Co-President of the GHRA Mike McCormack, who also spoke with Sunday Stabroek, believes that not enough is being done at the level of the judicial system to persecute human traffickers. “The constant delay in the magistrates’ court is undermining the work of the police and other agencies who have been more effective in targetting traffickers and the whole thing is getting frustrating. The judicial authorities should pay more attention to this. Do we expect these girls to wait around for three years? The longer it goes, the less likely that there is going to be any outcome,” he said.
McCormack did, however, highlighting areas of improvement by the government in the accommodation of the Venezuelan immigrants. He referenced the recent case where 27 women, all foreign nationals, were detained following a police raid on a bar, which was also said to house a strip club. According to the GHRA Co-President, unlike in the past where the women would have been charged, fined and deported, this group had health checks arranged for them and visas issued to those without, while the owner of the club was arrested.
“We feel pleased that there has been a kind of learning curve of how to address this issue. [It] has really been addressed or taken on board by the relevant authorities and they are collaborating on with the office to the extent that we can provide information,” he explained.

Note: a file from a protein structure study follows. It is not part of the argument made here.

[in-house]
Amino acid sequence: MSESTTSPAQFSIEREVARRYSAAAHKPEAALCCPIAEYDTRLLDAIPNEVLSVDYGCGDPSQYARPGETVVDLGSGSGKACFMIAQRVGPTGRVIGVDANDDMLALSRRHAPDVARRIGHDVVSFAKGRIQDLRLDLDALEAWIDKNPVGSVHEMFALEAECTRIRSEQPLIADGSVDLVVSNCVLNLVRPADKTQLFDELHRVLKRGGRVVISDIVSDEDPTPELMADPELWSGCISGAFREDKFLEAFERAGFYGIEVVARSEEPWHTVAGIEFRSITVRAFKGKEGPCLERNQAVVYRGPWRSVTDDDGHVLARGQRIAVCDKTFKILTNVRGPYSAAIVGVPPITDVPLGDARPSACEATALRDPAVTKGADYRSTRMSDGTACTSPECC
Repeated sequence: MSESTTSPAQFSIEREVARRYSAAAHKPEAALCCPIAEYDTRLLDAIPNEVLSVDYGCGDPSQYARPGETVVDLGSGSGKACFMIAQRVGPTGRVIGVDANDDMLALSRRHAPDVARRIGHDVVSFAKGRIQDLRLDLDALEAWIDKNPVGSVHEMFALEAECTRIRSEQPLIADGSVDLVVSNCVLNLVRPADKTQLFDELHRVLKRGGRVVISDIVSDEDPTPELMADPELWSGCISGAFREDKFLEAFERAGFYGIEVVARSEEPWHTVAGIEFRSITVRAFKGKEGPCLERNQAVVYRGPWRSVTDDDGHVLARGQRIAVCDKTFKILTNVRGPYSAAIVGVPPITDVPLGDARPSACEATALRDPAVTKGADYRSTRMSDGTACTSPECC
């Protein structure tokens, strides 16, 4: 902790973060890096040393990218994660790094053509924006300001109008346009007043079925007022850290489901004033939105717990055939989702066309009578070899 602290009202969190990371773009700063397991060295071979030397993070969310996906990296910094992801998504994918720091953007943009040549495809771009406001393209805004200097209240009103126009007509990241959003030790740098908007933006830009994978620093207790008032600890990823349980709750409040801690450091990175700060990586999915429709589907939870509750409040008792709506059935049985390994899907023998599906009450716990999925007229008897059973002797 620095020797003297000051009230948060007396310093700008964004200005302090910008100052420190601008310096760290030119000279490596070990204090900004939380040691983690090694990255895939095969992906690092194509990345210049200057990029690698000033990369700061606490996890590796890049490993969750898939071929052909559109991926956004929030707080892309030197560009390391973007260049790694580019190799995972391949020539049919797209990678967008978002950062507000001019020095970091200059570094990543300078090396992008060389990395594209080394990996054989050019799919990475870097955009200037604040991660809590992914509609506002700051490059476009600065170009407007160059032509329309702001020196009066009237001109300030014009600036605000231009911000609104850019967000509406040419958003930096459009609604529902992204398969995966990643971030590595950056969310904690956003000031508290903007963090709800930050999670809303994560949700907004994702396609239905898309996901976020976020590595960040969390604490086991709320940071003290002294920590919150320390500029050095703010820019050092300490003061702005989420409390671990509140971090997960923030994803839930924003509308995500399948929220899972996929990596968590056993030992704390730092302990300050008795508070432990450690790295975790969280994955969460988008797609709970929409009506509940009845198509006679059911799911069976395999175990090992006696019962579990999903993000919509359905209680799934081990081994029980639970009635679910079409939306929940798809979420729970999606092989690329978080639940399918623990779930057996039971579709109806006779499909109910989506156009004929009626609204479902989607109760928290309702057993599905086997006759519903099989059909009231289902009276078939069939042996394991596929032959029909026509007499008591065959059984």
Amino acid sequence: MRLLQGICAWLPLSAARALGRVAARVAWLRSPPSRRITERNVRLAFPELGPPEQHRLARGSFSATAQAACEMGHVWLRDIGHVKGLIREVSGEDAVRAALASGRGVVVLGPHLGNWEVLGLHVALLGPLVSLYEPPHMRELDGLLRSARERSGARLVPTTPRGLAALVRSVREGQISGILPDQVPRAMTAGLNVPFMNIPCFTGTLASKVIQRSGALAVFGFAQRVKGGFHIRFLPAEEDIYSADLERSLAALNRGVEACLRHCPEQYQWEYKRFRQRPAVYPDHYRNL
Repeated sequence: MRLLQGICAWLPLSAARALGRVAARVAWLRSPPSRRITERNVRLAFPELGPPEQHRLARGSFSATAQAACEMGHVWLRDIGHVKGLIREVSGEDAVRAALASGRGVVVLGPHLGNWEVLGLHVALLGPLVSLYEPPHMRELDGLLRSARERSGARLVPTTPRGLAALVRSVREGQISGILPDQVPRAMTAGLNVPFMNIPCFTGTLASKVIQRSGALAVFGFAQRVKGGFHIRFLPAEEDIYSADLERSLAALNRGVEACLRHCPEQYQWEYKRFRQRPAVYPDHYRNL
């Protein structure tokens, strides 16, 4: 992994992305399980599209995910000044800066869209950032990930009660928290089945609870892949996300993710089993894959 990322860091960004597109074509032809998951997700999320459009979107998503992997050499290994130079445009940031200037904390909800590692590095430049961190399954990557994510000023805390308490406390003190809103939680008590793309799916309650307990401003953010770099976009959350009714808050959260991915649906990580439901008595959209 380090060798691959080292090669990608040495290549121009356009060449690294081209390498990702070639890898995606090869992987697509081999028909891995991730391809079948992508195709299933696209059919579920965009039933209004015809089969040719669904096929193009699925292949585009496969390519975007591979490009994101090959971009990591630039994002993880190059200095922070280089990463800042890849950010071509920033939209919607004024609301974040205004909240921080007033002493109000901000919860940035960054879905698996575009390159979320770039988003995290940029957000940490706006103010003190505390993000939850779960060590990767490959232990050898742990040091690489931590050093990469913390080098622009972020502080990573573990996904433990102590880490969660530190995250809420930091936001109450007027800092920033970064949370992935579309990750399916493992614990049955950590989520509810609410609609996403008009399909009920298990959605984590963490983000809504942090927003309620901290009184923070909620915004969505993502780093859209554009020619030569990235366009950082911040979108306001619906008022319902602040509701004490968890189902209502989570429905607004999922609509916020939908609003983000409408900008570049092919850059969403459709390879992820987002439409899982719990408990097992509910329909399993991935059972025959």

In the past, Venezuelans were required to produce a valid visa and passport before entry could be granted. However, after mounting concerns were raised in regard to the deportation and imposition of fines on Venezuelan migrants who entered Guy-ana illegally to flee the situation in their homeland, the policy was relaxed to now allow migrants to enter the country once they have presented their identification cards and filled out an immigration form.
“Initially, we were critical of this visa and passport and fining and all that stuff but it’s all gone. …We feel that the government of Guyana has adopted a good position at the moment with regard to accommodating the Venezuelans that are coming,” McCormick explained.
Sanchez was also grateful to the Government of Guyana for having relaxed its immigration policy for Venezuelan migrants, particularly since she believes they are just trying to find work to support their families back home. “We would like to give thanks to the Government of Guyana for flexing the rules when it comes to the migrants; the situation in which they live in is very bad and Venezuelans who are coming need to work so they can help their family who are in Venezuela,” Sanchez shared. “Nobody wants to be a refugee, they just want to work and we accept with thanks the three months that has been given,” she added.
Very acceptable ways